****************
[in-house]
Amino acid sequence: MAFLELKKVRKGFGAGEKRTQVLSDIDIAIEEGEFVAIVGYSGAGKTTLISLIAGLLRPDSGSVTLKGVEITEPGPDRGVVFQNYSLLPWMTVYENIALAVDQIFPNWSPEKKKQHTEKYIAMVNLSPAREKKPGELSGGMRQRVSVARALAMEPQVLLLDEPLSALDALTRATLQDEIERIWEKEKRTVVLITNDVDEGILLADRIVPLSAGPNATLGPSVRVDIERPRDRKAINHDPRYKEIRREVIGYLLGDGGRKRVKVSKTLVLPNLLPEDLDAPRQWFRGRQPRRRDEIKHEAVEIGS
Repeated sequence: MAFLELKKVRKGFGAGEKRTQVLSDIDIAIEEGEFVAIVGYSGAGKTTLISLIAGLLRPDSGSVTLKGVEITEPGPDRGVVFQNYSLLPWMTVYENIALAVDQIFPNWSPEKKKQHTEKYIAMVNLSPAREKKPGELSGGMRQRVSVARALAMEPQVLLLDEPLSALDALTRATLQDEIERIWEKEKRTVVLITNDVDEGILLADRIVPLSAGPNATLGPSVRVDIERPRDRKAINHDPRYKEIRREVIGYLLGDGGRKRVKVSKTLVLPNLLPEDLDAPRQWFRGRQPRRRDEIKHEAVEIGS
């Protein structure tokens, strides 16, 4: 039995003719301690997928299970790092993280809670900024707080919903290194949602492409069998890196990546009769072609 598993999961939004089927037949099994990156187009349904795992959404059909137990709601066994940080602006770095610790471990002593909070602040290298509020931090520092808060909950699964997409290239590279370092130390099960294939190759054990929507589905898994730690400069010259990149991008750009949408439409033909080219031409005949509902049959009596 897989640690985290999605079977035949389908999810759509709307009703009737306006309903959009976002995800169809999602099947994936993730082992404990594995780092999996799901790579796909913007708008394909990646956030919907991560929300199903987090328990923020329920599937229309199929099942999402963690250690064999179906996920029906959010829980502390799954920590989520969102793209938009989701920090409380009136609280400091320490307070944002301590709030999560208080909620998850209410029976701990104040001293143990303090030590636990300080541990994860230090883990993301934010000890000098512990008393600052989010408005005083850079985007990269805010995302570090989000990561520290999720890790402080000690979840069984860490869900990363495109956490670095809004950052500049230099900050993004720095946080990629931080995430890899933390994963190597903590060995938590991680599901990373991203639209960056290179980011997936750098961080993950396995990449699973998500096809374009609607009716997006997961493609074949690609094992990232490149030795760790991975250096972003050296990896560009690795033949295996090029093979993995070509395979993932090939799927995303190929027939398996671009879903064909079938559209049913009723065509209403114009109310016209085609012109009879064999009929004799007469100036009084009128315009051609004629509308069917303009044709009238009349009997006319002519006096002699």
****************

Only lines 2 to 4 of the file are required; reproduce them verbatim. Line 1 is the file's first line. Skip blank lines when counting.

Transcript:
Amino acid sequence: MAFLELKKVRKGFGAGEKRTQVLSDIDIAIEEGEFVAIVGYSGAGKTTLISLIAGLLRPDSGSVTLKGVEITEPGPDRGVVFQNYSLLPWMTVYENIALAVDQIFPNWSPEKKKQHTEKYIAMVNLSPAREKKPGELSGGMRQRVSVARALAMEPQVLLLDEPLSALDALTRATLQDEIERIWEKEKRTVVLITNDVDEGILLADRIVPLSAGPNATLGPSVRVDIERPRDRKAINHDPRYKEIRREVIGYLLGDGGRKRVKVSKTLVLPNLLPEDLDAPRQWFRGRQPRRRDEIKHEAVEIGS
Repeated sequence: MAFLELKKVRKGFGAGEKRTQVLSDIDIAIEEGEFVAIVGYSGAGKTTLISLIAGLLRPDSGSVTLKGVEITEPGPDRGVVFQNYSLLPWMTVYENIALAVDQIFPNWSPEKKKQHTEKYIAMVNLSPAREKKPGELSGGMRQRVSVARALAMEPQVLLLDEPLSALDALTRATLQDEIERIWEKEKRTVVLITNDVDEGILLADRIVPLSAGPNATLGPSVRVDIERPRDRKAINHDPRYKEIRREVIGYLLGDGGRKRVKVSKTLVLPNLLPEDLDAPRQWFRGRQPRRRDEIKHEAVEIGS
């Protein structure tokens, strides 16, 4: 039995003719301690997928299970790092993280809670900024707080919903290194949602492409069998890196990546009769072609 598993999961939004089927037949099994990156187009349904795992959404059909137990709601066994940080602006770095610790471990002593909070602040290298509020931090520092808060909950699964997409290239590279370092130390099960294939190759054990929507589905898994730690400069010259990149991008750009949408439409033909080219031409005949509902049959009596 897989640690985290999605079977035949389908999810759509709307009703009737306006309903959009976002995800169809999602099947994936993730082992404990594995780092999996799901790579796909913007708008394909990646956030919907991560929300199903987090328990923020329920599937229309199929099942999402963690250690064999179906996920029906959010829980502390799954920590989520969102793209938009989701920090409380009136609280400091320490307070944002301590709030999560208080909620998850209410029976701990104040001293143990303090030590636990300080541990994860230090883990993301934010000890000098512990008393600052989010408005005083850079985007990269805010995302570090989000990561520290999720890790402080000690979840069984860490869900990363495109956490670095809004950052500049230099900050993004720095946080990629931080995430890899933390994963190597903590060995938590991680599901990373991203639209960056290179980011997936750098961080993950396995990449699973998500096809374009609607009716997006997961493609074949690609094992990232490149030795760790991975250096972003050296990896560009690795033949295996090029093979993995070509395979993932090939799927995303190929027939398996671009879903064909079938559209049913009723065509209403114009109310016209085609012109009879064999009929004799007469100036009084009128315009051609004629509308069917303009044709009238009349009997006319002519006096002699």